n, whetherif and when it will end. Astronomers construct hypotheses called
cosmological models that try to find the answer. There are two
types of models: Big Bang and Steady State. However, through
many observational evidences, the Big Bang theory can best
explain the creation of the universe.
The Big Bang model postulates that about 15 to 20 billion
years ago, the universe violently exploded into being, in an
event called the Big Bang. Before the Big Bang, all of the
matter and radiation of our present universe were packed together
in the primeval fireball–an extremely hot dense state from which
the universe rapidly expanded.1 The Big Bang was the start of
time and space. The matter and radiation of that early stage
rapidly expanded and cooled. Several million years later, it
condensed into galaxies. The universe has continued to expand,
and the galaxies have continued moving away from each other ever
since. Today the universe is still expanding, as astronomers
The Steady State model says that the universe does not
evolve or change in time. There was no beginning in the past,
nor will there be change in the future. This model assumes the
perfect cosmological principle. This principle says that the
universe is the same everywhere on the large scale, at all
times.2 It maintains the same average density of matter forever.
There are observational evidences found that can prove the
Big Bang model is more reasonable than the Steady State model.
First, the redshifts of distant galaxies. Redshift is a Doppler
effect which states that if a galaxy is moving away, the spectral
line of that galaxy observed will have a shift to the red end.
The faster the galaxy moves, the more shift it has. If the
galaxy is moving closer, the spectral line will show a blue
shift. If the galaxy is not moving, there is no shift at all.
However, as astronomers observed, the more distance a galaxy is
located from Earth, the more redshift it shows on the spectrum.
This means the further a galaxy is, the faster it moves.
Therefore, the universe is expanding, and the Big Bang model
seems more reasonable than the Steady State model.
The second observational evidence is the radiation produced
by the Big Bang. The Big Bang model predicts that the universe
should still be filled with a small remnant of radiation left
over from the original violent explosion of the primeval fireball
in the past. The primeval fireball would have sent strong
shortwave radiation in all directions into space. In time, that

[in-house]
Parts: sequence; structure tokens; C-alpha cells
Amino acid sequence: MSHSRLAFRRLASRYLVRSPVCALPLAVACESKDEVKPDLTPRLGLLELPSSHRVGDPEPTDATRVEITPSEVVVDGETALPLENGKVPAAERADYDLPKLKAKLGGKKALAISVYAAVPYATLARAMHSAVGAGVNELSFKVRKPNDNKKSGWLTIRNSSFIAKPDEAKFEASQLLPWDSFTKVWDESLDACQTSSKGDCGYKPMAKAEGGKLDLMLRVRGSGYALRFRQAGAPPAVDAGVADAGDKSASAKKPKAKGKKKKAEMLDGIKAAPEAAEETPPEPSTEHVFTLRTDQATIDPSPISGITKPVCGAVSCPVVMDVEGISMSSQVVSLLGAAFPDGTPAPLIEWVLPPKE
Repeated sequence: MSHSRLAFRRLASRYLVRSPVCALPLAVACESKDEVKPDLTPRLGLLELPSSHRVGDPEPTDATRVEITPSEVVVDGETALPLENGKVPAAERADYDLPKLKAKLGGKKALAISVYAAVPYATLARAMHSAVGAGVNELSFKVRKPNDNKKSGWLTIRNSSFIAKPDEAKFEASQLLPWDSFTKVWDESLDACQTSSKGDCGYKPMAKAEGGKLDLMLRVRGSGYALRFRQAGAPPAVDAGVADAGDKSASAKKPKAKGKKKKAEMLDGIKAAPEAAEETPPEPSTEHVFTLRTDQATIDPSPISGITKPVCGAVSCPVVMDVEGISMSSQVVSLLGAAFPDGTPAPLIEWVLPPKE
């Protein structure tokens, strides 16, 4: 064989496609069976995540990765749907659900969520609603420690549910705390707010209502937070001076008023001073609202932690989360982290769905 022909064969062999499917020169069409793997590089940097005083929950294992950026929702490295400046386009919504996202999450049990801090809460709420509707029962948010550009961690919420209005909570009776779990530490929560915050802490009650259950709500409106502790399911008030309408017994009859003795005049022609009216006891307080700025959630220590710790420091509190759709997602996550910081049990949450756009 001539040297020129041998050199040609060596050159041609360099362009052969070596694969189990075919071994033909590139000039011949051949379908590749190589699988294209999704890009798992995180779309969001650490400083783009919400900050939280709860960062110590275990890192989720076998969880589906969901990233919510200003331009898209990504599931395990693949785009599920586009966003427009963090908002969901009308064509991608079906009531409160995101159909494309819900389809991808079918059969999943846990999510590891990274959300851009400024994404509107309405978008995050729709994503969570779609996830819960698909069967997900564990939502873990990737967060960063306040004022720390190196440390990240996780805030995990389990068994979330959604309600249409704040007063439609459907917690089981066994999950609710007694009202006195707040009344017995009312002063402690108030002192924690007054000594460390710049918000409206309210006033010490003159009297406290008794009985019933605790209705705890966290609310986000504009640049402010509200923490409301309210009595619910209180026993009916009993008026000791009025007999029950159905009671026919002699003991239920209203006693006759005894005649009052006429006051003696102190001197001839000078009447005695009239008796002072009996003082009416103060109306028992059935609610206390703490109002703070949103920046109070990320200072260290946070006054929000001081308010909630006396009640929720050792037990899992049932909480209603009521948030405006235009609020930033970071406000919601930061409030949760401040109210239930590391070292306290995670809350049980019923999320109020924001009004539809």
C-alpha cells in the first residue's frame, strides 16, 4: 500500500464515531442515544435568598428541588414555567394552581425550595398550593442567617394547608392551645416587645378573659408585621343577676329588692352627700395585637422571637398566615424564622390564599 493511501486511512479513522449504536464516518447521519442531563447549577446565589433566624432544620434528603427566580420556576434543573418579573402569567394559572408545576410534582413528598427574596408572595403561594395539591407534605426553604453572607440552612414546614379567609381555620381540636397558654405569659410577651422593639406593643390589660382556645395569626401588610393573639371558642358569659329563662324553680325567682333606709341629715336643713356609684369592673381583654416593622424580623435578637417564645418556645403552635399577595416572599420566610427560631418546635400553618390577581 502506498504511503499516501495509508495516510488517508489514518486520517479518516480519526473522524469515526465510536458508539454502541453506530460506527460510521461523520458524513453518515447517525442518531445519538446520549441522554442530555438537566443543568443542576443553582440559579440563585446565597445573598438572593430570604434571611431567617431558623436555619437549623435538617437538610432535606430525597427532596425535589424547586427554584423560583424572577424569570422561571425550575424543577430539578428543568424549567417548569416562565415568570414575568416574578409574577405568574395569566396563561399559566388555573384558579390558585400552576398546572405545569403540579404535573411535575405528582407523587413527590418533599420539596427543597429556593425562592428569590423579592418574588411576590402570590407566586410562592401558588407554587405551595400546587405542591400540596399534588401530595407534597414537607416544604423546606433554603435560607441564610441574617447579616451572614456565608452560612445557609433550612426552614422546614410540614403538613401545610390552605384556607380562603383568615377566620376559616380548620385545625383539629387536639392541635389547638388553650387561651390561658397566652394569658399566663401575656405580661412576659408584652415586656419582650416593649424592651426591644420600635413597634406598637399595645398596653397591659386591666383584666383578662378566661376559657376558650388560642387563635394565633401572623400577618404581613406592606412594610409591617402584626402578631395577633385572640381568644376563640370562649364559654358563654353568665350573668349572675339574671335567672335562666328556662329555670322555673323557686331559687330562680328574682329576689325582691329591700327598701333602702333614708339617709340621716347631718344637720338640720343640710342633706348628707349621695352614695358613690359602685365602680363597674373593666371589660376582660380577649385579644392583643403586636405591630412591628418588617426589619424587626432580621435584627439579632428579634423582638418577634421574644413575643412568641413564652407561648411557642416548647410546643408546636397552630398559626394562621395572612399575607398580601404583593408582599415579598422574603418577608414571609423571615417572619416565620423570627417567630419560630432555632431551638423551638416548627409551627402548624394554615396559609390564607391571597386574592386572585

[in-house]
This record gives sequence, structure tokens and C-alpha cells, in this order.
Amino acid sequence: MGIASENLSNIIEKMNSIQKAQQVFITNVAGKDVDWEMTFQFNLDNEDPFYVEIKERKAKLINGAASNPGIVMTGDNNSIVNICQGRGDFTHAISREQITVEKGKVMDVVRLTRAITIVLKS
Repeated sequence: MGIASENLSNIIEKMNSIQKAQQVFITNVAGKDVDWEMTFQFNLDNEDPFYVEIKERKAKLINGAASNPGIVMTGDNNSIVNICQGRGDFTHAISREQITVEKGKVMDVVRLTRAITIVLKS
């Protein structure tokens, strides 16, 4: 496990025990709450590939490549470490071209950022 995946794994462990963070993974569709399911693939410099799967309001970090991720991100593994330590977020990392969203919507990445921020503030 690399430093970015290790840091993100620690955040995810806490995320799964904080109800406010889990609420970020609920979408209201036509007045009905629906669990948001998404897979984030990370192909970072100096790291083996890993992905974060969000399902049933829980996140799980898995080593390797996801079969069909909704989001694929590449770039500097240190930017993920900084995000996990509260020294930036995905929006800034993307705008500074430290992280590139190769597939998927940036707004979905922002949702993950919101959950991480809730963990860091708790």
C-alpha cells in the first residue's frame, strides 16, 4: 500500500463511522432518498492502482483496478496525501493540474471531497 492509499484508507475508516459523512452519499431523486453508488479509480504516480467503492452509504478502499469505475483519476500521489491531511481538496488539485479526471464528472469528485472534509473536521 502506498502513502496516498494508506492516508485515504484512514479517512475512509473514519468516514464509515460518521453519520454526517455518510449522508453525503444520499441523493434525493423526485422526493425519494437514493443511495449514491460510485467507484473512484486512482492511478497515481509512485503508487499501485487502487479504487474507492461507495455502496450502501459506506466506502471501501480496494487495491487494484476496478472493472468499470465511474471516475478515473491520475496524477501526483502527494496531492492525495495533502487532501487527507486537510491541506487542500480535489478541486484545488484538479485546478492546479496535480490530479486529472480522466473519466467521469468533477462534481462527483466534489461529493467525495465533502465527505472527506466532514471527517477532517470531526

radiation would spread out, cool, and fill the expanding universe
uniformly. By now it would strike Earth as microwave radiation.
In 1965 physicists Arno Penzias and Robert Wilson detected
microwave radiation coming equally from all directions in the
sky, day and night, all year.3 And so it appears that
astronomers have detected the fireball radiation that was
produced by the Big Bang. This casts serious doubt on the Steady
State model. The Steady State could not explain the existence of
this radiation, so the model cannot best explain the beginning of
Since the Big Bang model is the better model, the existence
and the future of the universe can also be explained. Around 15
to 20 billion years ago, time began. The points that were to
become the universe exploded in the primeval fireball called the
Big Bang. The exact nature of this explosion may never be known.
However, recent theoretical breakthroughs, based on the
principles of quantum theory, have suggested that space, and the
matter within it, masks an infinitesimal realm of utter chaos,
where events happen randomly, in a state called quantum
Before the universe began, this chaos was all there was. At
some time, a portion of this randomness happened to form a
bubble, with a temperature in excess of 10 to the power of 34
degrees Kelvin. Being that hot, naturally it expanded. For an
extremely brief and short period, billionths of billionths of a
second, it inflated. At the end of the period of inflation, the
universe may have a diameter of a few centimetres. The
temperature had cooled enough for particles of matter and
antimatter to form, and they instantly destroy each other,
producing fire and a thin haze of matter-apparently because
slightly more matter than antimatter was formed.5 The fireball,
and the smoke of its burning, was the universe at an age of
trillionth of a second.
The temperature of the expanding fireball dropped rapidly,